The reputation and history of Damascus steel has given rise to many legends, such as the ability to cut through a rifle barrel or to cut a hair falling across the blade. [...] Production of these patterned swords gradually declined, ceasing by around 1750, and the process was lost to metalsmiths.

  • 3
    Note that there are still people today questing to rediscover how to make Damascus Steel. You can find several claimants on youtube. Lots of people are trying to reverse-engineer it with the aid of things like electron microscopes too. This certainly seems like GRRM's attempt to invoke the mystique of Damascus Steel in his own universe. So it stands to reason that any details he hasn't supplied can be filled in by our knowledge of Damascus. In particular, its probably some special technique that manages to precipitate carbon nanotubes and/or cementite nanowires into the steel.
    – T.E.D.
    Jun 24, 2016 at 18:58
  • I'd highly recommend the Nova special on "the Secrets of the Viking Sword" where they talk about the famed "Ulfbert" swords made of higher quality steel that gave Vikings a decided edge in battle. They tested them and found the purity of the steel to be much superior to standard weapons of that era, and speculated that they were forged from Damascus steel. They had someone in Wisconsin attempt to forge high quality steel ingots using only technology available at that time. They succeeded. www.pbs.org/wgbh/nova/ancient/secrets-viking-sword.html Jul 6, 2016 at 21:05

Valyrian steel blades are incredibly strong, incredibly sharp and keep the edge very well. It's possible that the metal is also created using spells. The steel is folded lots of times to remove the impurities too, similar too Damascus Steel (note that a lot of properties of Valyrian steel are similar to Damascus steel).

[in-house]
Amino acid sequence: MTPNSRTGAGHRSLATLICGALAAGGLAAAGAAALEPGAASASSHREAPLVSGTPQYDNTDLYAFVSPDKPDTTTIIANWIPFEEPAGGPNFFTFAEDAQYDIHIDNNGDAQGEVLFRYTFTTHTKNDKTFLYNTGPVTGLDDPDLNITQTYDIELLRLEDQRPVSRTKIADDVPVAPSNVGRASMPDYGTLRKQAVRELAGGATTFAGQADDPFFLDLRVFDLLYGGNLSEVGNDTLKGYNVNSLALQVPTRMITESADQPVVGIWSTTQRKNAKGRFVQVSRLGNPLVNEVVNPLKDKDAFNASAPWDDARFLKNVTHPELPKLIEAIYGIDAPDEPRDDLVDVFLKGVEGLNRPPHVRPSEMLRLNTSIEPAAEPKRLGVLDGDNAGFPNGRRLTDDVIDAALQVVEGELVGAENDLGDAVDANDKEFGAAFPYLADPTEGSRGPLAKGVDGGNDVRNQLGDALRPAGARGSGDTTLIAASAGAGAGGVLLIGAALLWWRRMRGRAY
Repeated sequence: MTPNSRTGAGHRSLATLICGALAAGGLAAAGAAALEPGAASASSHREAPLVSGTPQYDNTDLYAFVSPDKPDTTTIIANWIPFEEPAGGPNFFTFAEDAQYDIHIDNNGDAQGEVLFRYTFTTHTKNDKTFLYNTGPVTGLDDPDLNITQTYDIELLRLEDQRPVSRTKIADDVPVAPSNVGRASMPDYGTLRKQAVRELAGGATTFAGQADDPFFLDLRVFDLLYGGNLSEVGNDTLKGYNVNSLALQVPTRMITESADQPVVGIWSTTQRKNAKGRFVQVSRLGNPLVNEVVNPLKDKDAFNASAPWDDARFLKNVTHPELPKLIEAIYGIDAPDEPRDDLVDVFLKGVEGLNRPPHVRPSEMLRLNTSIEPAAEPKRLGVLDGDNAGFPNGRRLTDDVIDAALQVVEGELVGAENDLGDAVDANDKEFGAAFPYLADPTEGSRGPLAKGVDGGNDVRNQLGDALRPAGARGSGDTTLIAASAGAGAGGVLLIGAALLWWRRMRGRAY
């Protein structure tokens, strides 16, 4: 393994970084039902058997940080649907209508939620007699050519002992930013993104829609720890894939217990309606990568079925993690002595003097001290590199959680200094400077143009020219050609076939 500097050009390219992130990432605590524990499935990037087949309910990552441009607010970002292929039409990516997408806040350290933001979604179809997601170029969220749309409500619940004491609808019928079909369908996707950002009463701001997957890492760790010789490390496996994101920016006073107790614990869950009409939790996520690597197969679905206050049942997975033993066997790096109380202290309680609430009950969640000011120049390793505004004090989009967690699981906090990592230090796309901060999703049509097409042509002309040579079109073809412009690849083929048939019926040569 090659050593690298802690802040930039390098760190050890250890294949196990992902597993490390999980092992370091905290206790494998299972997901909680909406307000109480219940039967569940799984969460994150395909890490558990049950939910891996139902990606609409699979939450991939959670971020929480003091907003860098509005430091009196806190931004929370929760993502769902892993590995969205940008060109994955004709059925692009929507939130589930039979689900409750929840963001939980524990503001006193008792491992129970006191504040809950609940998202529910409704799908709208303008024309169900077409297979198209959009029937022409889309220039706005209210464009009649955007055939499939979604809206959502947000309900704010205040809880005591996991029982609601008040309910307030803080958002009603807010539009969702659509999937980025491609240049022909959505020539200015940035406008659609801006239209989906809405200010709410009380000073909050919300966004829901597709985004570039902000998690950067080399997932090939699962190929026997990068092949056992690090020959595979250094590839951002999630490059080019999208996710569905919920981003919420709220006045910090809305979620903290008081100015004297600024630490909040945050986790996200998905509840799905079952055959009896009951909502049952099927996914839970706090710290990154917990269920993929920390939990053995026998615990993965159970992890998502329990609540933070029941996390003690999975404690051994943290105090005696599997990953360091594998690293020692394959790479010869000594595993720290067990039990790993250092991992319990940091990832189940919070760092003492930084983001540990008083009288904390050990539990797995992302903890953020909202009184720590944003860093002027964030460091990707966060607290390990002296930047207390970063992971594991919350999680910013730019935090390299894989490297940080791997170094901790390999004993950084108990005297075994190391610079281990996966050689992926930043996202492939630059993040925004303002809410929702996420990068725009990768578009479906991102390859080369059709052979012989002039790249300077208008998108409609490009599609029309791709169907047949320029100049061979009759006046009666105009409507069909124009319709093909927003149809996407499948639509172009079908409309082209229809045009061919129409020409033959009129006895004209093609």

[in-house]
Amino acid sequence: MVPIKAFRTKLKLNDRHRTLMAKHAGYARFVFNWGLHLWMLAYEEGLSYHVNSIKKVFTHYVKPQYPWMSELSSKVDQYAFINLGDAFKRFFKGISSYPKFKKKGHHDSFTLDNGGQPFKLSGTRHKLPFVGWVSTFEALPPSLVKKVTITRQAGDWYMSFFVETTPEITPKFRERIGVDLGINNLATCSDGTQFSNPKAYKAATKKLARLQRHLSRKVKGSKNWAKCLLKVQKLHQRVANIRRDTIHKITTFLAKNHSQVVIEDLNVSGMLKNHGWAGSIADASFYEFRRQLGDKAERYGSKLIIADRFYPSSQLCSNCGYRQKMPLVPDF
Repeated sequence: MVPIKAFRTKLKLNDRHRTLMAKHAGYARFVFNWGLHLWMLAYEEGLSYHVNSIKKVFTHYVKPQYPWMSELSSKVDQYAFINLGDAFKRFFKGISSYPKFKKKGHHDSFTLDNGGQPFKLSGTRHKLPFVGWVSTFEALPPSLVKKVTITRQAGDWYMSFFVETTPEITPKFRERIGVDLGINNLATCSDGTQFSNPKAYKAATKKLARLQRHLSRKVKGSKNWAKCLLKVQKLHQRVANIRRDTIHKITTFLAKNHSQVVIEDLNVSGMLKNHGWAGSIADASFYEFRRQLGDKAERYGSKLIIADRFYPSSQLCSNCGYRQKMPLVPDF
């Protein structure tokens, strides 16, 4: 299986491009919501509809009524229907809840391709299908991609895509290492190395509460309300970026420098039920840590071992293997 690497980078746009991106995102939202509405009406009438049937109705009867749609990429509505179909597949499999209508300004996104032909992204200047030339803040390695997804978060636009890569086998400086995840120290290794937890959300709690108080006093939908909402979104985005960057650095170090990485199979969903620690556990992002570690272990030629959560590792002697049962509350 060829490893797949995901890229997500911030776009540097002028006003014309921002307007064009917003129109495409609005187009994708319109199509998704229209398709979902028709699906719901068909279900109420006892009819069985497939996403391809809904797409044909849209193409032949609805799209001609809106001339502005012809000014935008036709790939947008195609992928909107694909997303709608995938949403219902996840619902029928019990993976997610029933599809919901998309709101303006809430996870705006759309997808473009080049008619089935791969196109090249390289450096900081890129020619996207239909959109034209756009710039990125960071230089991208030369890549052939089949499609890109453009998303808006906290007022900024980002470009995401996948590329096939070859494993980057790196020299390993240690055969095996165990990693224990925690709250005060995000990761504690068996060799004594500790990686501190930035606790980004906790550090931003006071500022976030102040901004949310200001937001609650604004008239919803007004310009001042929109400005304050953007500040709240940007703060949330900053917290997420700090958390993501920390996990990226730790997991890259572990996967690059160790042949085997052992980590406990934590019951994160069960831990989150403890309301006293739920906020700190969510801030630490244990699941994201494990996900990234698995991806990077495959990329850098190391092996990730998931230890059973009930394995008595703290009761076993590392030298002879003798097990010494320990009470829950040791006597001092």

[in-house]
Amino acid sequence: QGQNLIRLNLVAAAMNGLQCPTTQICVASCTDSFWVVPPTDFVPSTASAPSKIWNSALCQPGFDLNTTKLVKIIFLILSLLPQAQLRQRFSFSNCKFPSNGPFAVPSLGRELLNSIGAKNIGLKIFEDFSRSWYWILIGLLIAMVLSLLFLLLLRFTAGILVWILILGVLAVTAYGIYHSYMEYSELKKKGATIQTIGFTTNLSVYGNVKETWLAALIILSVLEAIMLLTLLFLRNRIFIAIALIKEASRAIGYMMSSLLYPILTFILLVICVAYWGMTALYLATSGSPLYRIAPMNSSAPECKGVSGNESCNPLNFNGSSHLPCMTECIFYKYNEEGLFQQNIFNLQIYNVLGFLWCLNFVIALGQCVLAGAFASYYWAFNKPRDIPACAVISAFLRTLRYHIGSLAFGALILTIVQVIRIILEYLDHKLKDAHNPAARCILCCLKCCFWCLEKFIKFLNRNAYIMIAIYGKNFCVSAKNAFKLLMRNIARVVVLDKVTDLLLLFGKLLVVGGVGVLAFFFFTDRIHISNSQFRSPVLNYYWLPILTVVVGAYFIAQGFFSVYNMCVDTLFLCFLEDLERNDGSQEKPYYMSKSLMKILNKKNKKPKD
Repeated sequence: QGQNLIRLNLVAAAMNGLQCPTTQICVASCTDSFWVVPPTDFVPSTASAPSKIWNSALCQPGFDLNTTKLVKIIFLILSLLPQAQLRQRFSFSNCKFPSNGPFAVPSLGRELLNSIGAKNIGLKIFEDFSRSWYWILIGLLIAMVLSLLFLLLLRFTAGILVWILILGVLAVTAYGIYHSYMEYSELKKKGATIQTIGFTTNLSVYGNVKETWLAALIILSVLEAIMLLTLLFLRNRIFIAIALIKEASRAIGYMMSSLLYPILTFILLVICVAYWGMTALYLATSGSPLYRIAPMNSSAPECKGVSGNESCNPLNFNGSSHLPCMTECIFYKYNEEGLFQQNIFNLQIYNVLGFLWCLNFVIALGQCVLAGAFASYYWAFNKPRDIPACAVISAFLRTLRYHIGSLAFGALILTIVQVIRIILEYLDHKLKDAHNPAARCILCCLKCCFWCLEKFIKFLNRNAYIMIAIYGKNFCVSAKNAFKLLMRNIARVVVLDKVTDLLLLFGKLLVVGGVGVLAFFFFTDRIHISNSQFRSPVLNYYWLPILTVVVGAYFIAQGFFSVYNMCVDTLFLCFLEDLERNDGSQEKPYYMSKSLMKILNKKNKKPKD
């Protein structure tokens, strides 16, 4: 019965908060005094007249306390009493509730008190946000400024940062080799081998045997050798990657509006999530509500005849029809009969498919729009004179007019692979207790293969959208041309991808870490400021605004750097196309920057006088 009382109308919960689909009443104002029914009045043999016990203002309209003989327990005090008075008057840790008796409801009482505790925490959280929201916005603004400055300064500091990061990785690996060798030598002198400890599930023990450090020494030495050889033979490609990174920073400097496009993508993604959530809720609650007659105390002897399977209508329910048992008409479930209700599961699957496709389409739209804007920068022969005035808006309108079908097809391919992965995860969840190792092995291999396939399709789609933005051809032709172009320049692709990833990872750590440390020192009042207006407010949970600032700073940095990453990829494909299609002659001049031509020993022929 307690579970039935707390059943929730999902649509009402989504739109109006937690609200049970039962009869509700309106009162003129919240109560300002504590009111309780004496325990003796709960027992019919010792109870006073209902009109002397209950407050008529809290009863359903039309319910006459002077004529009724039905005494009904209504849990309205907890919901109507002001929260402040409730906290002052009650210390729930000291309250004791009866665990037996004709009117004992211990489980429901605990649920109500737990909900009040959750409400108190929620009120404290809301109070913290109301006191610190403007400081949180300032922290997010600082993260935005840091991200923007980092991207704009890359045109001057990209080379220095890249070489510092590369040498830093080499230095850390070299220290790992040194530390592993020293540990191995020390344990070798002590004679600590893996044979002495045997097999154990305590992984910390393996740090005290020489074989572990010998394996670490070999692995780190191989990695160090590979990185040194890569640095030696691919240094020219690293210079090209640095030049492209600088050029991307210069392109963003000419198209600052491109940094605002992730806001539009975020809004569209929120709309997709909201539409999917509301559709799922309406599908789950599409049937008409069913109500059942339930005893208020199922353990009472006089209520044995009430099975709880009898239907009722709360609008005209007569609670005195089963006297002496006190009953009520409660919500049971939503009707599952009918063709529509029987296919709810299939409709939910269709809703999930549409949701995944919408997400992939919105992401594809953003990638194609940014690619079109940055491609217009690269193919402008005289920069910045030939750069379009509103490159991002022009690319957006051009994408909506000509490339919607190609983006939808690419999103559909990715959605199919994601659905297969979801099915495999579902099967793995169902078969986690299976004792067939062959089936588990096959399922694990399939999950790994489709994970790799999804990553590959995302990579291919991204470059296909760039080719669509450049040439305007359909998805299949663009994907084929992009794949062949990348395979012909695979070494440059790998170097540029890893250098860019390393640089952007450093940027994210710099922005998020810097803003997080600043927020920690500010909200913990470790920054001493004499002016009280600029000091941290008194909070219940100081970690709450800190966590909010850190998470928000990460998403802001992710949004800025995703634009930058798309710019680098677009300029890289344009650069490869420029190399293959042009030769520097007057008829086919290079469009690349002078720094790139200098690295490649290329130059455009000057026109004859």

The properties of Valyrian steel are well-known, and are the result of both folding iron many times to balance and remove impurities, and the use of spells—or at least arts we do not know—to give unnatural strength to the resulting steel. Those arts are now lost, though the smiths of Qohor claim to still know magics for reworking Valyrian steel without losing its strength or unsurpassed ability to hold an edge. The Valyrian steel blades that remain in the world might number in the thousands, but in the Seven Kingdoms there are only 227 such weapons according to Archmaester Thurgood's Inventories, some of which have since been lost or have disappeared from the annals of history.
The World of Ice and Fire, Ancient History: Valyria’s Children

Later on Maester Yandel compares Dawn to Valyrian Steel again commenting on it's strength and sharpness.

The Daynes of Starfall are one of the most ancient houses in the Seven Kingdoms, though their fame largely rests on their ancestral sword, called Dawn, and the men who wielded it. Its origins are lost to legend, but it seems likely that the Daynes have carried it for thousands of years. Those who have had the honor of examining it say it looks like no Valyrian steel they know, being pale as milkglass but in all other respects it seems to share the properties of Valyrian blades, being incredibly strong and sharp.